Monday, October 17, 2016

Challenger Accepted! A30 Challengers!

This is a Warlord Games Cromwell Tank in the front with  two 3-D Printed Challenger Tanks in the back.

     As I posted earlier in the month about hard to find items, I mentioned that I commissioned someone to make  3-D printed A30 Challenger Tanks for my wife's Welsh Guards. This has been a ongoing search through the internet over the years. Surprisingly, we still do not have any of them for my wife's Flames of War armies or the Cromwells. However, in 1/56 scale, my wife has plenty of Cromwell tanks and Sherman Fireflies. Her forces and mine are based around Market Garden for Late War Bolt Action Games or other rule systems. Sherman Fireflies work for the Guards Armored Division with Cromwell tanks in Normandy, but not so much with Market Garden. Besides, the Fireflies are not alone, since we have been collecting Sherman V's for the Irish Guards. The Challenger made on the scene in the Market Garden Campaign and a few others, but not common based off of numbers. Only 200 were ever built, so I can see why miniature companies would avoid such a tank. But what does disturb me about this logic is the fact that other tanks and vehicles are made. Example: the Joseph Stalin 3 a.k.a IS-3 is made by Warlord Games even though there is no clear evidence that the IS-3 ever saw combat. The same can be said about the Pershing Tank in the American army. It did see combat. One of the most famous films of that tank shows the Pershing doing it's job against a Panther tank in Cologne, Germany in 1945. But it was still rare.
    I truly cannot be too harsh on various companies not making a Challenger tank. I never even heard of one until I started really reading about Operation Market Garden. And the Comet came into play in 1945. To be honesty, it is a sexier looking tank in comparison to the Challenger. But I want to have the historical accurate stuff. That is the fun of historical wargaming: the modelling!
    Thank God for 3-D Printing! This new technology has shown some awesome results. To be honesty, I had my doubts about how good this technology was at this early of a stage. Most of the the time, new tech has various recalls and issues. I have not heard much about this. Through out the year, I had been watch one the few wargaming pioneers with a 3-D printer named Joe Leto. He was making a lot of waves with is 3-D printing of 15mm on the Flames of War Facebook pages. It was pretty top notch stuff. But it is with Tim Spakowski from Kings Hobbies and Games, did I commit to a commission job. Tim had posted on one of the many Facebook groups I post on, a 3 foot German U-boat. I inquired about the cost, but mentioned that I would pass for the time being. If I had bought it, it would have created a whole new expensive, but awesome scenario board! I have to keep my eye on the ball with my current projects. But it was then that I thought of the Challenger Tank issue. So after much discussion, I ordered two of them. It would have been more, but I need to see the work done in 3-D printing in person. However, I think it would have been bad taste to order only one.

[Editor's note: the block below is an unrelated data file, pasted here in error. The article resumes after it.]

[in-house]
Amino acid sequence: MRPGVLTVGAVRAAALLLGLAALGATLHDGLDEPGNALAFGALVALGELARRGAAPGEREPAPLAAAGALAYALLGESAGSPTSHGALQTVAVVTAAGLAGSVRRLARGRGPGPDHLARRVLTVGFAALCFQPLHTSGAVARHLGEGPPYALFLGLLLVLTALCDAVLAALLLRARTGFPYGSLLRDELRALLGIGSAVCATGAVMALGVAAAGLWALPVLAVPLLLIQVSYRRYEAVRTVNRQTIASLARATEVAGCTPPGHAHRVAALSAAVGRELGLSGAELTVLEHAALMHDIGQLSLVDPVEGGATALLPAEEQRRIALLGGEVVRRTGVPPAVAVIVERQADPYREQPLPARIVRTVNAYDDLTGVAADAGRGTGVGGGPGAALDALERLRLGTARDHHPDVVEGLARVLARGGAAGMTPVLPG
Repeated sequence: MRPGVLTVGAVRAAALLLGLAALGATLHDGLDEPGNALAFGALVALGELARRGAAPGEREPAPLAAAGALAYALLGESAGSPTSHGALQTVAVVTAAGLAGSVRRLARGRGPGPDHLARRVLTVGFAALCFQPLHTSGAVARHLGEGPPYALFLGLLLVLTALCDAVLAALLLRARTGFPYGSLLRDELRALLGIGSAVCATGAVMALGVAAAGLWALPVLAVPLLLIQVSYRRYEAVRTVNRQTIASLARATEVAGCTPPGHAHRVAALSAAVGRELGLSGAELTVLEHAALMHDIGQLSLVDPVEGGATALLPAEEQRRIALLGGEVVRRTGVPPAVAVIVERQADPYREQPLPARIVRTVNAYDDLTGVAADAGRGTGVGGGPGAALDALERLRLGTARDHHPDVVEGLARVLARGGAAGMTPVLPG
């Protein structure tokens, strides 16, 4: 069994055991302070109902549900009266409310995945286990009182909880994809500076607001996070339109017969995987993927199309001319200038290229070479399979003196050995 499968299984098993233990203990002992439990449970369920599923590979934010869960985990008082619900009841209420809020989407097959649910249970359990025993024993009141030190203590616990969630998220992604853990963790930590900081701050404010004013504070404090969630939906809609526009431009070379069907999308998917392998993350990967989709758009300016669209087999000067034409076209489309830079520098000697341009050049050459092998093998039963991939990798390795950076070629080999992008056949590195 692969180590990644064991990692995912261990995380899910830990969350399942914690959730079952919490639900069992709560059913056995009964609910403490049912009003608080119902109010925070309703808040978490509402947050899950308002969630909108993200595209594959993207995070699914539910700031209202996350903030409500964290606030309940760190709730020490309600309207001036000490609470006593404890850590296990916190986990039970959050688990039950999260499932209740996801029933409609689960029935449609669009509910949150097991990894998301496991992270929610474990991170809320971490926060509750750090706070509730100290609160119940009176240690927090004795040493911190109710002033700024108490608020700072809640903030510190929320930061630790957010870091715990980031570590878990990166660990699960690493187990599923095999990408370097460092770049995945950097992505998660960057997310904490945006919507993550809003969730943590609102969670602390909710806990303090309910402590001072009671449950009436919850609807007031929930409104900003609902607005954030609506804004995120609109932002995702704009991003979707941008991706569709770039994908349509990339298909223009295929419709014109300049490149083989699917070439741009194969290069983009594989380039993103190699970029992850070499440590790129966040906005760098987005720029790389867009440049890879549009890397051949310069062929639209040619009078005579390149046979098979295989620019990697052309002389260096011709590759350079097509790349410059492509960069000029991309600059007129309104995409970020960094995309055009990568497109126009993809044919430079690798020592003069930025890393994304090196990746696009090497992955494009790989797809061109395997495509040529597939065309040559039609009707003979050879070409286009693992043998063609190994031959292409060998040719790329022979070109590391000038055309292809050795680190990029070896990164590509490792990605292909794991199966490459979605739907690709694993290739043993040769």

So how did they turn out? They came out pretty awesome! You can see the lines from the printing process across the flat surfaces, but this is very minor. The detail is pretty awesome. The only part that needs improvement are the tracks. They are a little smaller and have no detail for the front and rear part that touches the ground. I am sure this is an issue that is hard to accomplish with relatively new technology. I have a ton of spare tracks for storage if it really bothers me. The barrel is a little thick, but very stable. I am sure it is brittle when it is thinner. Is it a deal breaker? Not at all! Considering the fact that no one is making them at this scale at all and that he was able to make them is awesome! My wife is very happy. We just have to buy some decals, since I am out of any squadron symbols in white as well as the Recce decals I need. I will probably buy more from him later. Either way, here are some more pictures, so far.

One of Joe Leto's 15 mm Jagdpanzer IV L-70 (V)'s painted. *

This is what I got before painting.

This is the comparison of the Warlord Cromwell tank to the Challenger that is 3-D Printed. The red makes it look a little smaller, but the only size issue is that the Warlord Cromwell is a millimeter taller on the hull. Who is normally measuring this during a table top game?

This shows the depth the turret goes. It fits with no flashing that resin has and is as light as plastic, but solid!

Quick base painting.

Despite the lack of detail of tracks, can you really notice before stated?

Just a good view of it almost finished.
  * Since I do not own these pictures and you are the owner, please contact me for removal if it is a problem.

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